• The Network – Look for a solution that uses diverse carriers and redundant private connections when building the network between the paired data centers in each region. Every network path should be built with a redundancy in mind with no single point of failure in equipment, physical fiber paths, data center entry-points and distribution rooms, and so forth. You should work with your carriers to understand the exact physical path of each network circuit to further qualify the redundancy. You should also connect to multiple Tier 1 Internet Service Providers and provide multiple public peering points across the globe for additional Internet connectivity and redundancy.
  • Multi-layered Security – To provide customer-facing networking and security services, a cloud enterprise provider must have highly-available firewalls, denial-of-service attack protection, intrusion-detection systems and server load-balancers that work in orchestration to ensure the necessary levels of protection and preventative measures. Beyond a secure operating environment, the cloud provider should add layers of security by executing daily infrastructure vulnerability scans, having regular 3rd-party penetration testing and using static code analysis tools. It is also critical that the cloud provider have a comprehensive industry compliance strategy.
  • Automation – It is critical that you automate all provisioning and maintenance activities for the cloud infrastructure. When operating at scale even the most experienced and qualified experts can make mistakes that affect availability. Automating the initiation of new instances, moving instances out of harm’s way when server, network or data center issues occur, patching the infrastructure to ensure a proper security posture are all activities that need automation.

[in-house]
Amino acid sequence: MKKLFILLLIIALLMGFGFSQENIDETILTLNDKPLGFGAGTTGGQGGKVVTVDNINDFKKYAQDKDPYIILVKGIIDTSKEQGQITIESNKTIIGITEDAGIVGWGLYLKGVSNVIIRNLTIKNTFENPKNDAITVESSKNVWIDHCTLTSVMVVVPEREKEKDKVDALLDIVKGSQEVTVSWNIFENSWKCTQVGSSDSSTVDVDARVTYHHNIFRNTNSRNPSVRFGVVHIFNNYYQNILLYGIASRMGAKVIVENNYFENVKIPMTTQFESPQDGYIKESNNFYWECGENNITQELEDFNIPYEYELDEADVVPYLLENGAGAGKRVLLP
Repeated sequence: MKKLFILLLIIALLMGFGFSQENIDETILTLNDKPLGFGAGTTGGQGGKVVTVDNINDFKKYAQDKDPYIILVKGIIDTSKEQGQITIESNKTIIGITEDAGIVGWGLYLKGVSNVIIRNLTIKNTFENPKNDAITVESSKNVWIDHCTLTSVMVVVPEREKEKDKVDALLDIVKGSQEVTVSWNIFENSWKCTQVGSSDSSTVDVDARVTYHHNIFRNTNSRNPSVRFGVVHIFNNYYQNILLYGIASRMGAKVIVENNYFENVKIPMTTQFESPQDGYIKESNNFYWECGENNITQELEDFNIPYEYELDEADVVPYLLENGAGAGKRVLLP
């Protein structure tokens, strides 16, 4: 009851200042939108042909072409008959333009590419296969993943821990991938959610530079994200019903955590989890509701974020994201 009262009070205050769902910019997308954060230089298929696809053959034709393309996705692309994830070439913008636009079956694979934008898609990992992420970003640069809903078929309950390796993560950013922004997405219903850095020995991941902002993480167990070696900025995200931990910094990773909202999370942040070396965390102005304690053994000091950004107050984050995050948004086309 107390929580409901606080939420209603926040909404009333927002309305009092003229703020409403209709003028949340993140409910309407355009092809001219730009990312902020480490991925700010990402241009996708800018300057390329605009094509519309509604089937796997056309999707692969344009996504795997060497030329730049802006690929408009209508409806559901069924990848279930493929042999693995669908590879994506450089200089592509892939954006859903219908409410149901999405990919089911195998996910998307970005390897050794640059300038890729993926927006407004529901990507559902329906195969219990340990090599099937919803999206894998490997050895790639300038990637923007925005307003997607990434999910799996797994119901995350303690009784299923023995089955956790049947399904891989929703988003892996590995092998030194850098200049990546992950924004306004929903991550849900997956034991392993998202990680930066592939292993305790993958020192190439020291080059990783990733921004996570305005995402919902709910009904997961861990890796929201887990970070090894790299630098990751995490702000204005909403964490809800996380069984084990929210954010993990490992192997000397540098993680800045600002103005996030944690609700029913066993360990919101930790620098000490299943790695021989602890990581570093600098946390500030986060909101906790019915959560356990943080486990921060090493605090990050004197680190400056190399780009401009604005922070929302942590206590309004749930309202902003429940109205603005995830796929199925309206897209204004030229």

• Multi-instance Architecture – To ensure the data is never commingled with another customer’s data, a cloud enterprise solution should feature this multi-instance architecture, which will also guarantee the data is backed up in both data centers within each region.

With the right amount of preparation and by using modern techniques to achieve a highly available cloud infrastructure, cloud-based service providers can ensure they are meeting the rigorous standards that are expected. While nothing is perfect, continuing to seek higher standards and providing greater assurance to your customers should be the absolute top priority for your teams.

By Allan Leinwand

Allan Leinwand

Allan Leinwand is chief technology officer at ServiceNow, the enterprise cloud company. In this role, he is responsible for overseeing all technical aspects and guiding the long-term technology strategy for the company.

Before joining ServiceNow, Leinwand was chief technology officer – Infrastructure at Zynga, Inc. where he was responsible for all aspects of technology infrastructure used in the delivery of Zynga’s social games including data centers, networking, compute, storage, content distribution and cloud computing.

Previously, Leinwand was a venture partner for Panorama Capital, LLC where he focused on technology investments in data networking, open source software and cloud computing. Prior to this role, he served as an operating partner at JPMorgan Partners.

In 2005, Leinwand founded Vyatta (acquired by Brocade), the open-source networking company.

Leinwand currently serves as an adjunct professor at the University of California, Berkeley where he teaches on the subjects of computer networks, network management and network design. He holds a bachelor of science degree in computer science from the University of Colorado at Boulder.